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3 States Pass Anti-Pipeline Protest Bills in Two Weeks

3 States Pass Anti-Pipeline Protest Bills in Two Weeks
In just two weeks, three states have passed laws criminalizing protests against fossil fuel infrastructure.

Between March 16 and March 25, the governors of Kentucky, South Dakota and West Virginia all signed laws designating oil and gas pipelines and facilities “critical” or “key” infrastructure and imposing new penalties for anyone caught tampering with them, HuffPost reported Friday. The laws came as much of the nation was absorbed by the spread of the new coronavirus, which has killed more than 2,000 people in the U.S. so far.

The push to criminalize anti-fossil fuel protests predates the coronavirus pandemic, however, and is part of a broader conservative movement to pass legislation that makes civil disobedience more difficult, as Greenpeace pointed out last year.

Since 2015, bills have been introduced that target particular movement tactics like boycotts, strikes and traffic blockage and increase the penalties for already-illegal activities. In the case of anti-pipeline protests, the laws have sold themselves as protecting “critical infrastructure” but follow a very specific playbook, as Greenpeace explained:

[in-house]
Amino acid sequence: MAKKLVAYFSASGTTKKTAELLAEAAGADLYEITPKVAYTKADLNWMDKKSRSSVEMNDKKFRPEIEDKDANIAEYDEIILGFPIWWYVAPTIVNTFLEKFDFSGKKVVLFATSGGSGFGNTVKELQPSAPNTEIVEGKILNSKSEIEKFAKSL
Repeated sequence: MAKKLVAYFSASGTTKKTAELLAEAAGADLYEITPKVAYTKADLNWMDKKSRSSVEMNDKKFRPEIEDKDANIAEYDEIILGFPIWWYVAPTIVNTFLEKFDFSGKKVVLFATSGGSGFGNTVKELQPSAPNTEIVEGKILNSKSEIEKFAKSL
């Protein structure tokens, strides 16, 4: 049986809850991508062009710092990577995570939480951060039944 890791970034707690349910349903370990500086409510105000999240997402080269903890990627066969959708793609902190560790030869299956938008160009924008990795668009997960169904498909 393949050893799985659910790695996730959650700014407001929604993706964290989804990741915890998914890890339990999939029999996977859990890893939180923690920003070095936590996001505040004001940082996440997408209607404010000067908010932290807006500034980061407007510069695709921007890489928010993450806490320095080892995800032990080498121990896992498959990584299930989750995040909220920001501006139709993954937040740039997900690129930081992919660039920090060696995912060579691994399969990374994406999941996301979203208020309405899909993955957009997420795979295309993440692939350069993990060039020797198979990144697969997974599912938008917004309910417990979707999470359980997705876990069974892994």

Generally, critical infrastructure bills share several common elements. (1) They create new criminal penalties for already illegal conduct — for example, turning misdemeanor trespass (a common charge for civil disobedience) into a felony. (2) They broadly redefine the term “critical infrastructure” to include everything from cell phone towers to trucking terminals; far greater than the fossil fuel pipelines the bills purport to protect. (3) The bills also seek to create liability for organizations that support protesters by treating such support as a criminal conspiracy.

To date, 11 states have enacted similar “critical infrastructure” legislation, according to the International Center for Not-for-Profit Law’s U.S. Protest Law Tracker.

So what exactly do the three most recent laws say?

Kentucky

South Dakota

South Dakota Gov. Kristi Noem (R) signed two laws this month that could have a chilling effect on protests, according to HuffPost. The first, signed March 18, counts all oil and gas facilities and equipment as critical infrastructure and increases the charges for “substantial interruption or impairment” of these facilities to felonies. The second, signed March 23, defines a “riot” as “any intentional use of force or violence by three or more persons, acting together and without authority of law, to cause any injury to any person or any damage to property” and creates a new felony offense for “incitement to riot,” according to the U.S. Protest Law Tracker.

West Virginia

The West Virginia law, signed by Gov. Jim Justice (R) Wednesday, also designates a wide range of oil, gas and utilities as “critical infrastructure” and increases fines and sentences for trespassing, trespassing with intent to “vandalize, deface, tamper with equipment, or impede or inhibit operations,” and actually vandalizing equipment or impeding operations, according to the U.S. Protest Law Tracker.